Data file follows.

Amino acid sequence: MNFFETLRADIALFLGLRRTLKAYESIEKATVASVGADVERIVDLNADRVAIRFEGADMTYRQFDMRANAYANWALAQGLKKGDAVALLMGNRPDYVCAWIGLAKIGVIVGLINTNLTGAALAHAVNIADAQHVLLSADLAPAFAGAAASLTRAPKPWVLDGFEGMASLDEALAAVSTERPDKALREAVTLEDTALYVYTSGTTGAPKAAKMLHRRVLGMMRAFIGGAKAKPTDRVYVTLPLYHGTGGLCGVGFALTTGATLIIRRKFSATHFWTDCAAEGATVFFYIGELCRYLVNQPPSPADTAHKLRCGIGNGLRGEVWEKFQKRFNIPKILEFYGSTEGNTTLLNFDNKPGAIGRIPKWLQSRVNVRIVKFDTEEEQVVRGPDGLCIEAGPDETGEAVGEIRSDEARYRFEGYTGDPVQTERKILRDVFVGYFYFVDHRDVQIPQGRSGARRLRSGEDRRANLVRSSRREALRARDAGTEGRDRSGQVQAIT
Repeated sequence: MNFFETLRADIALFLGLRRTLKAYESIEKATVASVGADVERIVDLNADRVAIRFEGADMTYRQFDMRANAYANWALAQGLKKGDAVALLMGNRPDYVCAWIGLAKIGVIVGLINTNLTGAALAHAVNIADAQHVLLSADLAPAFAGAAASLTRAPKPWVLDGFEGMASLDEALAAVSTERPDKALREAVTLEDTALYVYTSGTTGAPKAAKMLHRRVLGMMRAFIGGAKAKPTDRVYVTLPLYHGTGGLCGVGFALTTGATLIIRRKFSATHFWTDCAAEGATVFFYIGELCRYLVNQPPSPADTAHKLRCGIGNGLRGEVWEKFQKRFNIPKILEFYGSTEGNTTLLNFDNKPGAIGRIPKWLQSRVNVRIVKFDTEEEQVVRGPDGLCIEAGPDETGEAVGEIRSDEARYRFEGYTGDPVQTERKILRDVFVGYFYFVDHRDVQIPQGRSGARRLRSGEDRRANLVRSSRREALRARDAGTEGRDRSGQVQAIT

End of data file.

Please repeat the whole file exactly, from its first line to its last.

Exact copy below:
Amino acid sequence: MNFFETLRADIALFLGLRRTLKAYESIEKATVASVGADVERIVDLNADRVAIRFEGADMTYRQFDMRANAYANWALAQGLKKGDAVALLMGNRPDYVCAWIGLAKIGVIVGLINTNLTGAALAHAVNIADAQHVLLSADLAPAFAGAAASLTRAPKPWVLDGFEGMASLDEALAAVSTERPDKALREAVTLEDTALYVYTSGTTGAPKAAKMLHRRVLGMMRAFIGGAKAKPTDRVYVTLPLYHGTGGLCGVGFALTTGATLIIRRKFSATHFWTDCAAEGATVFFYIGELCRYLVNQPPSPADTAHKLRCGIGNGLRGEVWEKFQKRFNIPKILEFYGSTEGNTTLLNFDNKPGAIGRIPKWLQSRVNVRIVKFDTEEEQVVRGPDGLCIEAGPDETGEAVGEIRSDEARYRFEGYTGDPVQTERKILRDVFVGYFYFVDHRDVQIPQGRSGARRLRSGEDRRANLVRSSRREALRARDAGTEGRDRSGQVQAIT
Repeated sequence: MNFFETLRADIALFLGLRRTLKAYESIEKATVASVGADVERIVDLNADRVAIRFEGADMTYRQFDMRANAYANWALAQGLKKGDAVALLMGNRPDYVCAWIGLAKIGVIVGLINTNLTGAALAHAVNIADAQHVLLSADLAPAFAGAAASLTRAPKPWVLDGFEGMASLDEALAAVSTERPDKALREAVTLEDTALYVYTSGTTGAPKAAKMLHRRVLGMMRAFIGGAKAKPTDRVYVTLPLYHGTGGLCGVGFALTTGATLIIRRKFSATHFWTDCAAEGATVFFYIGELCRYLVNQPPSPADTAHKLRCGIGNGLRGEVWEKFQKRFNIPKILEFYGSTEGNTTLLNFDNKPGAIGRIPKWLQSRVNVRIVKFDTEEEQVVRGPDGLCIEAGPDETGEAVGEIRSDEARYRFEGYTGDPVQTERKILRDVFVGYFYFVDHRDVQIPQGRSGARRLRSGEDRRANLVRSSRREALRARDAGTEGRDRSGQVQAIT